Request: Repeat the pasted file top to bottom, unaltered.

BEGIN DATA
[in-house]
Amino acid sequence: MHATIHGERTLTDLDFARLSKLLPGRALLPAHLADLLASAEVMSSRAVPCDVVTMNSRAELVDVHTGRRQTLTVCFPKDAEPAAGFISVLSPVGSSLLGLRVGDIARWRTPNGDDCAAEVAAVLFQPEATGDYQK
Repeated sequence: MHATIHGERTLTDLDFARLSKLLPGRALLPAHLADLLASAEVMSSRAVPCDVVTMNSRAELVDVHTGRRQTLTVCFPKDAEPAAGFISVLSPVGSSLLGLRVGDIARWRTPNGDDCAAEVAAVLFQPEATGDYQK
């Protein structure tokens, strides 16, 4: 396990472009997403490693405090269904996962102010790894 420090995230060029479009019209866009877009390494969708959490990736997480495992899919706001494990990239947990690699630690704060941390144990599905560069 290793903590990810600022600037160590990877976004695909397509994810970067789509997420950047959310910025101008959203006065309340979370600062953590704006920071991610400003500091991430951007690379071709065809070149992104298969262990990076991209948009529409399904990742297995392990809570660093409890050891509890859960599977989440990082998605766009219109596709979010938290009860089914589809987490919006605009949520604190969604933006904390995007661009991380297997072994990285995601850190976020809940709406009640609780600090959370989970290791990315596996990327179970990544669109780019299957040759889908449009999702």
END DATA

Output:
[in-house]
Amino acid sequence: MHATIHGERTLTDLDFARLSKLLPGRALLPAHLADLLASAEVMSSRAVPCDVVTMNSRAELVDVHTGRRQTLTVCFPKDAEPAAGFISVLSPVGSSLLGLRVGDIARWRTPNGDDCAAEVAAVLFQPEATGDYQK
Repeated sequence: MHATIHGERTLTDLDFARLSKLLPGRALLPAHLADLLASAEVMSSRAVPCDVVTMNSRAELVDVHTGRRQTLTVCFPKDAEPAAGFISVLSPVGSSLLGLRVGDIARWRTPNGDDCAAEVAAVLFQPEATGDYQK
């Protein structure tokens, strides 16, 4: 396990472009997403490693405090269904996962102010790894 420090995230060029479009019209866009877009390494969708959490990736997480495992899919706001494990990239947990690699630690704060941390144990599905560069 290793903590990810600022600037160590990877976004695909397509994810970067789509997420950047959310910025101008959203006065309340979370600062953590704006920071991610400003500091991430951007690379071709065809070149992104298969262990990076991209948009529409399904990742297995392990809570660093409890050891509890859960599977989440990082998605766009219109596709979010938290009860089914589809987490919006605009949520604190969604933006904390995007661009991380297997072994990285995601850190976020809940709406009640609780600090959370989970290791990315596996990327179970990544669109780019299957040759889908449009999702």